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The percentage rise might not seem substantial, but it represents an enormous area because of how quickly human settlement has expanded globally since 1985. Image Credit: AFP

Bangkok: Humans are increasingly settling in areas highly exposed to dangerous flooding, a study warned Wednesday, with China helping drive the rise in risky urban expansion into exposed areas.

The research, led by a World Bank economist, warns that settlement growth in flood zones has vastly outpaced growth in safe areas since 1985.

"In a time when human settlements should be adapting to climate change, many countries are actually rapidly increasing their exposure to floods," author Jun Rentschler told AFP.

The study analysed 30 years of satellite imagery tracking the expansion of human settlement globally, along with flood maps.

While past studies have tended to focus on a particular region or type of flooding, the new research looked worldwide at coastal, rainfall and river flooding risks.

It found that by 2015, 20 percent of all settlement areas were in zones with medium or higher flood risks, up from 17.9 percent three decades earlier.

The percentage rise might not seem substantial, but it represents an enormous area because of how quickly human settlement has expanded globally since 1985.

About 76,400 square kilometres (29,500 square miles) of human settlement - about 48 times the size of greater London - now faces flooding of more than half a metre, Rentschler said.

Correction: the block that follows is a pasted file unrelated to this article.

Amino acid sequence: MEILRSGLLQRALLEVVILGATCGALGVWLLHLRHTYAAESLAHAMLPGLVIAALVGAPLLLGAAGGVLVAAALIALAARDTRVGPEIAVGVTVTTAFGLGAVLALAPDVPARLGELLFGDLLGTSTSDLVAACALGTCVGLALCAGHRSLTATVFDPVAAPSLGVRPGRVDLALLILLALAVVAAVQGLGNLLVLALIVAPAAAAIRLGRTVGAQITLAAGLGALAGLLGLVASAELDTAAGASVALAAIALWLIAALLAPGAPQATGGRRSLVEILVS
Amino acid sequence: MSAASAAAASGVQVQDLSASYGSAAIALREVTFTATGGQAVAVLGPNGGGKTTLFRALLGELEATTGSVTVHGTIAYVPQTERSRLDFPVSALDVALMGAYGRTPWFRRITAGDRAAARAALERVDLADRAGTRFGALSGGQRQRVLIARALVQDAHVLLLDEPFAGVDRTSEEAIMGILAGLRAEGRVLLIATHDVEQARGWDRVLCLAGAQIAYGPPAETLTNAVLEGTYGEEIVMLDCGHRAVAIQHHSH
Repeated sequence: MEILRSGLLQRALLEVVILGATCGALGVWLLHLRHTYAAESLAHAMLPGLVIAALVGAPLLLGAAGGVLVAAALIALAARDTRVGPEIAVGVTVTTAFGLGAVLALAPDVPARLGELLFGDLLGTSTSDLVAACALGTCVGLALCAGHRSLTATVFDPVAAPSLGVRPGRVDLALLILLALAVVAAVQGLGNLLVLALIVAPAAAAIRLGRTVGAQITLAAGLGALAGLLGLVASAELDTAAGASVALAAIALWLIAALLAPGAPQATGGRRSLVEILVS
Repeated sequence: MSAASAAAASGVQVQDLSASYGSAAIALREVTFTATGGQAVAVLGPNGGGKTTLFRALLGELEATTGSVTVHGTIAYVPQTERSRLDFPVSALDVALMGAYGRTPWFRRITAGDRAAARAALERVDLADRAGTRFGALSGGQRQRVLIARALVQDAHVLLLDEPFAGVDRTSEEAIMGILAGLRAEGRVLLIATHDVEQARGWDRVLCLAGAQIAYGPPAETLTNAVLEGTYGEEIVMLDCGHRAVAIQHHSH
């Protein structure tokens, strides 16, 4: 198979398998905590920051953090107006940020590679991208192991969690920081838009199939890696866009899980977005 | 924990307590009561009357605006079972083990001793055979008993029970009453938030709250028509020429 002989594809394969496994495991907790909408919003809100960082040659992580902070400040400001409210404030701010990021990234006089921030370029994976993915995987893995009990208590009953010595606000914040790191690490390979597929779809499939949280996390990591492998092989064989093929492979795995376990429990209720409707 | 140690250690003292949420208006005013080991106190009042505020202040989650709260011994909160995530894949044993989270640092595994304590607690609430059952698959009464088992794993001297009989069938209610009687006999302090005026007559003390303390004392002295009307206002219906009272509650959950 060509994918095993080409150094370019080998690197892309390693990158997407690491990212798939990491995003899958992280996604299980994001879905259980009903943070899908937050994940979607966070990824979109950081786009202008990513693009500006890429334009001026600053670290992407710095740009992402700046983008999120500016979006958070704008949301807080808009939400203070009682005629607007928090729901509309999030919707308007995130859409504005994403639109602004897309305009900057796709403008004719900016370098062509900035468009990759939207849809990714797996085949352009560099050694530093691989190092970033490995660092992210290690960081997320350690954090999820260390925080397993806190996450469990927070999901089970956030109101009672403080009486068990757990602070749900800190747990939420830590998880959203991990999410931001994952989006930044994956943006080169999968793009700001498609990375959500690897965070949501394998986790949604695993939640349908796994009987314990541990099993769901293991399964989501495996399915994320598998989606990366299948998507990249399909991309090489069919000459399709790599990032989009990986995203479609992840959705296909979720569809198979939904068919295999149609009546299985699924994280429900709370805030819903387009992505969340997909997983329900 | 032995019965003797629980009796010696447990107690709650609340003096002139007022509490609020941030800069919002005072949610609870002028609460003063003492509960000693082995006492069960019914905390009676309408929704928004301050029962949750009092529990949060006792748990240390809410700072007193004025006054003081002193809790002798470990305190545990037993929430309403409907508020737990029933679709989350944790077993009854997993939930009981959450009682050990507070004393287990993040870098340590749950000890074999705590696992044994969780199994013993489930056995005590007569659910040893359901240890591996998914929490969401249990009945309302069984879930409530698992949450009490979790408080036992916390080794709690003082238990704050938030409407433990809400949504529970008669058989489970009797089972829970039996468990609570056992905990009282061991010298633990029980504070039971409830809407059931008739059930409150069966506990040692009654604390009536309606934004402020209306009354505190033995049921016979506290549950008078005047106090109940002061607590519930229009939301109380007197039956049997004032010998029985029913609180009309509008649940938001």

"These expanding settlements in high-hazard areas lock in flood exposure, as well as future losses and the need for mounting flood-protection investments," the paper published in Nature warns.

East Asia and the Pacific region are among the most exposed, driven particularly by urban expansion in China, as well as Vietnam and Bangladesh.

"In Vietnam, where almost one-third of the coastline is now built up, the safest and most productive locations are increasingly occupied," the authors wrote.

"Thus, new developments are disproportionately forced onto hazardous land and previously avoided areas, such as riverbeds or floodplains."

'Authorities can do much more'

The analysis does not incorporate potential increases in flood risks caused by climate change, deforestation or changes to features such as riverbeds.

But Rentschler said there was little evidence flood zones were expanding at a rate similar to human settlement in known risk areas, suggesting settlement patterns remain the key factor for policymakers to address.

The research does not distinguish between flood zones in countries with strong protections, such as the Netherlands, and those without.

"There are large differences in flood protection systems, especially when comparing high- and low-income countries," Rentschler acknowledged.

"However, in this study we consider relatively rare and intense flood scenarios, against which even most high-income countries cannot provide full protection," he said.

Climate change increases the risk of devastating flooding, because a warmer atmosphere holds more moisture, making rain events potentially more powerful.

That has meant flood events once considered likely just every hundred years or so are now increasingly common.

Rentschler argues understanding the settlement trend should be the first step in shifting urbanisation policies.

"This is where you want to start: before reducing risks, countries need to stop increasing it," he said.

"Local authorities can actually do much more to protect people and prevent future climate change impacts."